Kids may want sugary cereals, but choosing cereals fortified with iron and other nutrients is better for their development.

How to Measure Cereal

by Jill Kokemuller

When you are picking up pieces of cereal from the floor, couch cushions, inside your shirt and out of your hair, it may seem like measuring cereal portions was a purposeless exercise. But your little one has certain dietary needs just like you do. Measuring portions will help ensure your child is getting the correct amount of grains, not too few or too many, even if all the pieces don't make it to their intended destination.

Start with a small amount of cereal. Measure dry cereal with a tablespoon. According to the Nestle nutrition guide, babies 8 to 9 months old can have 2 to 4 tablespoons of cereal twice a day, increasing to 4 to 6 tablespoons a day for babies 9 to 12 months old.

For toddlers, measure dry cereal with a measuring cup. Give toddlers 1/2 cup of dry cereal at snack time, or 1 cup of cereal as part of a meal. If you do not have a measuring cup, keep in mind that 1 cup is about the size of a baseball.

Place an empty bowl on a small scale to measure cereal by weight for older children. Note the weight of the empty bowl. Add cereal and subtract the weight of the bowl from the total weight to get the weight of the cereal. Give your child the single-serving portion recommended on the nutritional panel on the cereal box. If you do not have a scale, you can use a measuring cup for cup-based portions.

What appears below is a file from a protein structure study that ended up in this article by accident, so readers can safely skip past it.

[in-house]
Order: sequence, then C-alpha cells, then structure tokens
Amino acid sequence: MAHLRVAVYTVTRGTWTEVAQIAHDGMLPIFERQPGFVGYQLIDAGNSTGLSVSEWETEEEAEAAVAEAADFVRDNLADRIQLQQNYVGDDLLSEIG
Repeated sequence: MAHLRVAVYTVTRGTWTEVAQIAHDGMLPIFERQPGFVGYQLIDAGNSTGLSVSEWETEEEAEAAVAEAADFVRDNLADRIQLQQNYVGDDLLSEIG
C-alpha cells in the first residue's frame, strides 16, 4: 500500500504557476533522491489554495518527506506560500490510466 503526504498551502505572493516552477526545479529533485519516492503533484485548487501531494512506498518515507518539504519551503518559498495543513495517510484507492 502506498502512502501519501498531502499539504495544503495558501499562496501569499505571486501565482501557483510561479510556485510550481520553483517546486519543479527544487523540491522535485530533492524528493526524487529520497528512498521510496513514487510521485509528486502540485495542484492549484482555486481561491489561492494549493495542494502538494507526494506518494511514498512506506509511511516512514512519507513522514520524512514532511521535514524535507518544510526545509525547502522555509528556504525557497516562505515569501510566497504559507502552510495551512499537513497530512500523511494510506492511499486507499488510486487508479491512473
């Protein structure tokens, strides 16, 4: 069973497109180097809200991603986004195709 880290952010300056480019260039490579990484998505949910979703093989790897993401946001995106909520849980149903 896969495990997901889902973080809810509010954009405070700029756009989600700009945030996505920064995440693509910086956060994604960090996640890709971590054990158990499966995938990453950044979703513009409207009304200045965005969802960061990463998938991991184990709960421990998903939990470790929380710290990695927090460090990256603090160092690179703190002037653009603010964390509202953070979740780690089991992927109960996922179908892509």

Items you will need

  • Tablespoon
  • Measuring cup
  • Bowl
  • Food scale


  • Give younger children dry cereal. Once it is measured, you can place it on a high chair tray so they can reach it easier. Once they are old enough to handle a spoon, you can add milk to the cereal; avoid using cow's milk until they are a year old. Babies should generally start eating dry infant cereal at about six months of age, according to Johns Hopkins Medicine. As always, with general guidelines, talk to your pediatrician about what is right for your child.


  • If cereal causes your child problems such as diarrhea, abdominal pain or weight loss, have a doctor check for Celiac disease, a hereditary condition in which gluten in foods damages the lining of the small intestine, causing an inability to absorb nutrients. With this in mind, you may need to purchase gluten free cereals.

About the Author

Jill Kokemuller has been writing since 2010, with work published in the "Daily Gate City." She spent six years working in a private boarding school, where her focus was English, algebra and geometry. Kokemuller is an authorized substitute teacher and holds a Bachelor of Arts in English from the University of Iowa.

Photo Credits

  • BananaStock/BananaStock/Getty Images